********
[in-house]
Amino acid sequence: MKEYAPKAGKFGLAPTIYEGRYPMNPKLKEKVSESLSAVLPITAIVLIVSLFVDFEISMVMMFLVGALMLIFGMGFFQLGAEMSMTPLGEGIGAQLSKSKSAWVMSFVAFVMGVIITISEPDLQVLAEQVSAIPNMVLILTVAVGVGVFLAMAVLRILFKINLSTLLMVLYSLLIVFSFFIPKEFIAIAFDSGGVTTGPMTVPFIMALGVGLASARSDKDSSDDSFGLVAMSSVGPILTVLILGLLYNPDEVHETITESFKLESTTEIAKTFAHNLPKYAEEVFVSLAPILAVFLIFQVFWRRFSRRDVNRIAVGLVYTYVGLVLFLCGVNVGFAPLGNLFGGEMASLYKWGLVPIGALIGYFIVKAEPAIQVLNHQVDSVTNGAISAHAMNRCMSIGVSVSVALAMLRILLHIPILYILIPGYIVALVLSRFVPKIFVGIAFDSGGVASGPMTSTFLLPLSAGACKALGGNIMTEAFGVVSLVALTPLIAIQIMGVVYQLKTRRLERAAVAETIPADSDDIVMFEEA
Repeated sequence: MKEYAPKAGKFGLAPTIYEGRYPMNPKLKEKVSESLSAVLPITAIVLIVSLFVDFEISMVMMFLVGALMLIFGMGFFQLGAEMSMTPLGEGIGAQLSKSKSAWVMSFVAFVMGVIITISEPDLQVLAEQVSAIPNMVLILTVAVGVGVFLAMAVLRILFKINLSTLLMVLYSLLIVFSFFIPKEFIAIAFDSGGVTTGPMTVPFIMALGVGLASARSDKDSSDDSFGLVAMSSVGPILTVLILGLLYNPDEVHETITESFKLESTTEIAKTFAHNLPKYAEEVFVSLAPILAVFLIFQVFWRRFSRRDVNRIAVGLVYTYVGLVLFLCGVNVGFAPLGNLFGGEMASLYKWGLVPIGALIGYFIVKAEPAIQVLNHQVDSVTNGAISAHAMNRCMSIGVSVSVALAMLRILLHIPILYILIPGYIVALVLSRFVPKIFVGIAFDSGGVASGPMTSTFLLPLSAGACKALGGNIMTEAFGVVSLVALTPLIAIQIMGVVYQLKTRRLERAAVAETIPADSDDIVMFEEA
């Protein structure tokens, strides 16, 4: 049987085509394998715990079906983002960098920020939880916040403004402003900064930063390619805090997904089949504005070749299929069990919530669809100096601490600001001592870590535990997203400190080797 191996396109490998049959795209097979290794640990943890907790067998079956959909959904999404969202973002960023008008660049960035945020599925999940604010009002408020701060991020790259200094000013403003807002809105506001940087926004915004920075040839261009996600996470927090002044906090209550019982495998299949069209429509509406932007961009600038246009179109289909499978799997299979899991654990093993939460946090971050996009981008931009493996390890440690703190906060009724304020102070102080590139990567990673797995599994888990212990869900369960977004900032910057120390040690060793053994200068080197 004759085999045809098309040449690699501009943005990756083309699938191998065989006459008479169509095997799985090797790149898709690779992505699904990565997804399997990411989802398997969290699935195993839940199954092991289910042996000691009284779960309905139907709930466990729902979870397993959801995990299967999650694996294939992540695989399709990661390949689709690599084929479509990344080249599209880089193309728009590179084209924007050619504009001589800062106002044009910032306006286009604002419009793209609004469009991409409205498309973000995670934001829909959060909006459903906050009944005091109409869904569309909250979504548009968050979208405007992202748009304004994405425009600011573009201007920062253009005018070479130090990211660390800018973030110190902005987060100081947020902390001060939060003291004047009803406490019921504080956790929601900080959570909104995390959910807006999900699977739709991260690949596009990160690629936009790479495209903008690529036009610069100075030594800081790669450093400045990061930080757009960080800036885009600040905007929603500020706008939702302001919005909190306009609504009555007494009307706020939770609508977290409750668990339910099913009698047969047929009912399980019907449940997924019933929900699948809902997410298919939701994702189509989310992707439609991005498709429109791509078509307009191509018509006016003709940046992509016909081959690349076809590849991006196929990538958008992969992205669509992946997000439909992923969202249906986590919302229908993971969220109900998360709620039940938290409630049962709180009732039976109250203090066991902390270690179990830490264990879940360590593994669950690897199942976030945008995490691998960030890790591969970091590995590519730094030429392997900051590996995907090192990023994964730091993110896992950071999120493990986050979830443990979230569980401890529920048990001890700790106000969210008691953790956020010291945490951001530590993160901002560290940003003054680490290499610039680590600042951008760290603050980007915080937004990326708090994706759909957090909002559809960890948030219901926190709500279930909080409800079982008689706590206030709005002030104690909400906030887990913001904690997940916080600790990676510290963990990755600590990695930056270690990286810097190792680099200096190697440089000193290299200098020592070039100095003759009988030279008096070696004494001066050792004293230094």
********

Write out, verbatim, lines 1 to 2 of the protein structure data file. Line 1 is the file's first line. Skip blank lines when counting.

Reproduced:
[in-house]
Amino acid sequence: MKEYAPKAGKFGLAPTIYEGRYPMNPKLKEKVSESLSAVLPITAIVLIVSLFVDFEISMVMMFLVGALMLIFGMGFFQLGAEMSMTPLGEGIGAQLSKSKSAWVMSFVAFVMGVIITISEPDLQVLAEQVSAIPNMVLILTVAVGVGVFLAMAVLRILFKINLSTLLMVLYSLLIVFSFFIPKEFIAIAFDSGGVTTGPMTVPFIMALGVGLASARSDKDSSDDSFGLVAMSSVGPILTVLILGLLYNPDEVHETITESFKLESTTEIAKTFAHNLPKYAEEVFVSLAPILAVFLIFQVFWRRFSRRDVNRIAVGLVYTYVGLVLFLCGVNVGFAPLGNLFGGEMASLYKWGLVPIGALIGYFIVKAEPAIQVLNHQVDSVTNGAISAHAMNRCMSIGVSVSVALAMLRILLHIPILYILIPGYIVALVLSRFVPKIFVGIAFDSGGVASGPMTSTFLLPLSAGACKALGGNIMTEAFGVVSLVALTPLIAIQIMGVVYQLKTRRLERAAVAETIPADSDDIVMFEEA